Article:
In a poll I did of the women [liv­ing in the four block radius of 6th Street], 67% said that they’d been pres­sured by the police to pro­vide infor­ma­tion on a male fam­i­ly mem­ber or part­ner in the last three years. If you’ve got a low-lev­el war­rant or some pro­ba­tion issue, you can be vio­lat­ed by author­i­ties if you don’t inform when asked. So you’re real­ly talk­ing about a polic­ing sys­tem that hinges on turn­ing fam­i­lies against each oth­er and sow­ing a lot of sus­pi­cion and dis­trust. It’s very iron­ic that peo­ple blame the break­down of black fam­i­ly life on the num­ber of black men behind bars when the polic­ing strate­gies that put them there are exact­ly about break­ing those fam­i­ly bonds.

It seems like once you have a fam­i­ly mem­ber in trou­ble, you could be in trou­ble by association.

In terms of pub­lic pol­i­cy, we’re hav­ing the oppo­site effect that we want to see. We should be encour­ag­ing peo­ple to go work, to go to the hos­pi­tal when they’re sick, to get a prop­er ID. We should be mak­ing those paths stronger and eas­i­er to fol­low. Now we have a sys­tem where, to avoid stay­ing out of jail, you have to avoid your friends, your fam­i­ly, your job. All of those are pres­sure points that can be used by the police to get to you.

And as long as we have a polic­ing mod­el that’s based on arrest counts and con­vic­tions, as long as there’s a legal right to bring in peo­ple for things like court fees or traf­fic fines or tech­ni­cal vio­la­tions of parole, your’re cre­at­ing a class of peo­ple who are arrestable on sight — a fugi­tive class. And then the peo­ple who don’t have these legal entan­gle­ments but are still wor­ried that some­thing might come up, are this sec­ondary maybe” fugi­tive class.

What’s amaz­ing is how this sub­cul­ture is almost com­plete­ly based around the crim­i­nal jus­tice sys­tem. Almost all social inter­ac­tions have adapt­ed to it.

Once you have so many young men in a neigh­bor­hood com­ing of age not at school or work, but in court, in pro­ba­tion hear­ings, in jail, then the whole round of social life — dat­ing, friend­ship, fam­i­ly — it actu­al­ly all gets moved into those insti­tu­tions. So your first time vis­it­ing your boyfriend in jail is a big day. Sup­port­ing your hus­band on his court date is how you show your devo­tion to him. Stand­ing in front of your house while it’s being raid­ed by police look­ing for your son is what a good moth­er does. It’s not about check­ing tests, going to soc­cer prac­tice or par­ent-teacher con­fer­ences. It’s going to fight for the free­dom of your children.

And run­ning — from the police, from the legal sys­tem — is cen­tral to all this, from a very ear­ly age.

I know this guy dri­ving his 11-year-old broth­er to school in his girlfriend’s car when he got stopped. Turns out that the car was stolen, so the cops charged the guy with receiv­ing stolen prop­er­ty. And then they charged the 11 year old with acces­so­ry to receiv­ing stolen prop­er­ty, and gave him 3 years of pro­ba­tion. So from now on this 11 year old is in legal jeop­ardy. Any less-than-pos­i­tive encounter with the police could mean a vio­la­tion of his pro­ba­tion, and send him straight to juve­nile hall for the entire three years. He could be out past cur­few, or sit­ting on the stoop with his brother’s friends, or asked to inform — any­thing could lead to a violation.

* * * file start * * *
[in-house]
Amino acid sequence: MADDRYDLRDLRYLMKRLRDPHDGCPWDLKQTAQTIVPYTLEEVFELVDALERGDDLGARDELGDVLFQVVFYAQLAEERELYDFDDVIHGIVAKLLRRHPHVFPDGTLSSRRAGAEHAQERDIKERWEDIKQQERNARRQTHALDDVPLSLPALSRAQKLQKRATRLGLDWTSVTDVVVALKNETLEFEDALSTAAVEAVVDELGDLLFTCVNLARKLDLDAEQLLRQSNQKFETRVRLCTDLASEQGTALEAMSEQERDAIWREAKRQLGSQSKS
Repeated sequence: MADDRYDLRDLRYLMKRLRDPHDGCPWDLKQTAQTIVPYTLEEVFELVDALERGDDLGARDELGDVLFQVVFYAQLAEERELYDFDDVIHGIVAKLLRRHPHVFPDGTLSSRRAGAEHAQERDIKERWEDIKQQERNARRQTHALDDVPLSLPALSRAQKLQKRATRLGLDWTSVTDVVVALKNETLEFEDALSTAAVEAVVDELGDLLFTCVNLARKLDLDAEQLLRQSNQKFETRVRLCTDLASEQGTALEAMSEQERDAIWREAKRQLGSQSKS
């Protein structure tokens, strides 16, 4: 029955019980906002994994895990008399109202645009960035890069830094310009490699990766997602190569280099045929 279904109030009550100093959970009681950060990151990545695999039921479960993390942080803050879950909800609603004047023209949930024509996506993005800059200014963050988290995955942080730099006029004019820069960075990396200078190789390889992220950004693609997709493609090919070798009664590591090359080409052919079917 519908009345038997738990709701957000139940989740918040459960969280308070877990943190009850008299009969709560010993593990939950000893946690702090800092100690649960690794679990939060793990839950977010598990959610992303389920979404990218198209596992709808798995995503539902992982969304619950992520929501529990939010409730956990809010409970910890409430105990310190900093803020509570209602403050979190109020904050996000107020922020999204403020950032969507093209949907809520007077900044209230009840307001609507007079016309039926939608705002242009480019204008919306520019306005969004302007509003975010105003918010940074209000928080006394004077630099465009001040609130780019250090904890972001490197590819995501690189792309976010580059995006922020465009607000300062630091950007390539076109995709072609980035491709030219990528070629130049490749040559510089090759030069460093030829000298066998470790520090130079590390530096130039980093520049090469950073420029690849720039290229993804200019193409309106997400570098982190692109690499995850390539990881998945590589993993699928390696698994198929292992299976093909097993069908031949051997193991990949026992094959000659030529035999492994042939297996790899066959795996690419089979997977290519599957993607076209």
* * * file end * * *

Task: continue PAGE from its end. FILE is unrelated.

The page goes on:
So now his old­er broth­er sits him down and teach­es him the basics of run­ning. How to spot under­cov­er offi­cers and cars. How to nego­ti­ate a stop with­out esca­lat­ing it. How to find a hid­ing place. Teach­ing his lit­tle broth­er to do this becomes what being a big broth­er is all about.

There’s a lot of vio­lence in your book, but what’s sur­pris­ing is how much for­give­ness and rec­on­cil­i­a­tion there is. You would think that some of the trans­gres­sions, like inform­ing on some­one and send­ing them to jail, would dam­age a rela­tion­ship beyond repair, but your book had numer­ous exam­ples of rebuild­ing and re-bonding.

There’s clear­ly a lot of love for fam­i­ly. But it’s also about resis­tance — against a sys­tem that is incred­i­bly destruc­tive. It’s amaz­ing how peo­ple fight to pre­serve fam­i­ly or for­give friends who have informed or tes­ti­fied against them. In this neigh­bor­hood, it’s under­stood that you can be placed in a posi­tion where you’ll have to choose your free­dom over some­one else’s. Any one of us likes to think that in that posi­tion we’d be hon­or­able or self­less, but we don’t know. For most of us that’s a hypo­thet­i­cal. But there are fam­i­lies mak­ing this choice over and over and then try­ing to come back together.

It sounds like it becomes a sur­vival instinct to run from the police, even after see­ing some­thing like the Wal­ter Scott shoot­ing in South Carolina.

It’s going to con­tin­ue so long as the police act like an occu­py­ing force in some of these neigh­bor­hoods. When the police see and treat young black men with low-lev­els of school­ing as the ene­my, and when being a good police offi­cer means putting as many of these men behind bars as pos­si­ble, it becomes pos­si­ble to jus­ti­fy any amount of vio­lence and psy­cho­log­i­cal pressure.

Now, this was def­i­nite­ly not my expe­ri­ence grow­ing up in a large­ly white, mid­dle-class neigh­bor­hood. And in col­lege — we had cam­pus police whose sole role was to pre­vent us from being arrest­ed by the city police. They’d break up fights, help peo­ple home when they’re drunk, or to the hos­pi­tal when they’re too drunk. But they’re not raid­ing par­ties or doing stop and frisks or look­ing to make as many busts as pos­si­ble. If they were, a good per­cent­age of the kids I went to school with would have records. And almost no one does.